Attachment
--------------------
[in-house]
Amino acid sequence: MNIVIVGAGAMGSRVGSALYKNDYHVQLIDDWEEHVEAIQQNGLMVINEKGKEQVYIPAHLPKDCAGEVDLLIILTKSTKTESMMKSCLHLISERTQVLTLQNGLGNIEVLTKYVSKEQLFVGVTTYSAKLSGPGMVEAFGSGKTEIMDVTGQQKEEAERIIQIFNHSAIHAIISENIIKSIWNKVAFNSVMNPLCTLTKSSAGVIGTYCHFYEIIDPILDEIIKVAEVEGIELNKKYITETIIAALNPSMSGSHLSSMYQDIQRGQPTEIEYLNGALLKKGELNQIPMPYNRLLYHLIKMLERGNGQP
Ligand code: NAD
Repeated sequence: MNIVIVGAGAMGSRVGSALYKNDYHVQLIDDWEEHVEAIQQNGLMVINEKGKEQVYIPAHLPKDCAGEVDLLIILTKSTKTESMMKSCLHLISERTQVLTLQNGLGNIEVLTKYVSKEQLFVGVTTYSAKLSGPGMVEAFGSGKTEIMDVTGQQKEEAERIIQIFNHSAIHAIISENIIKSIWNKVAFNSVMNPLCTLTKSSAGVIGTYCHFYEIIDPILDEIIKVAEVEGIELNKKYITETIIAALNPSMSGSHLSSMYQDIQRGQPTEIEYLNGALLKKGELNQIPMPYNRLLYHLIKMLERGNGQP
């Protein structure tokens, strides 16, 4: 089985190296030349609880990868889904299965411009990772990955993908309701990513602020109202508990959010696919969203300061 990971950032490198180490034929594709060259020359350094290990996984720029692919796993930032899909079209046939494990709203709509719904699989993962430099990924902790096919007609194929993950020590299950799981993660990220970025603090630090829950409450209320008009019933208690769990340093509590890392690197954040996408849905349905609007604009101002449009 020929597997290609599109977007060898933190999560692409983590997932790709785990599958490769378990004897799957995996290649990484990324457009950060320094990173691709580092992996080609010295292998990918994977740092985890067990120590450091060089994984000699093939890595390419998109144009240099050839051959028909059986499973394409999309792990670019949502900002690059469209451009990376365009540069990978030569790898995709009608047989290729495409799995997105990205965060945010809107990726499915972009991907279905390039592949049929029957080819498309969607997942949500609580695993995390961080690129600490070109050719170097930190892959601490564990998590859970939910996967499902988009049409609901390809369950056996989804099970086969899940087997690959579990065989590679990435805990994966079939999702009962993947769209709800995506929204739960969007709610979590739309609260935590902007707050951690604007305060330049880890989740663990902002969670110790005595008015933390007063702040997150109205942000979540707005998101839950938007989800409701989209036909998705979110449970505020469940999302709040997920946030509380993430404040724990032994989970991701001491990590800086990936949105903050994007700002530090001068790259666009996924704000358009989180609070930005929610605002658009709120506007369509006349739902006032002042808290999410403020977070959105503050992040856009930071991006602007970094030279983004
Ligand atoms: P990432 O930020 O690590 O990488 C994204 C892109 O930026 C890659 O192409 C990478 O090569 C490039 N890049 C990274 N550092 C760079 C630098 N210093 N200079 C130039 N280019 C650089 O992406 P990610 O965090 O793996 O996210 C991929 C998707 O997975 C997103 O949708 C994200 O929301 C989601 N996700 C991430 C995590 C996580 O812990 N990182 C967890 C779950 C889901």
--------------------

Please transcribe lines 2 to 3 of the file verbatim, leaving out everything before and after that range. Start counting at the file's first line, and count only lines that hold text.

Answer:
Amino acid sequence: MNIVIVGAGAMGSRVGSALYKNDYHVQLIDDWEEHVEAIQQNGLMVINEKGKEQVYIPAHLPKDCAGEVDLLIILTKSTKTESMMKSCLHLISERTQVLTLQNGLGNIEVLTKYVSKEQLFVGVTTYSAKLSGPGMVEAFGSGKTEIMDVTGQQKEEAERIIQIFNHSAIHAIISENIIKSIWNKVAFNSVMNPLCTLTKSSAGVIGTYCHFYEIIDPILDEIIKVAEVEGIELNKKYITETIIAALNPSMSGSHLSSMYQDIQRGQPTEIEYLNGALLKKGELNQIPMPYNRLLYHLIKMLERGNGQP
Ligand code: NAD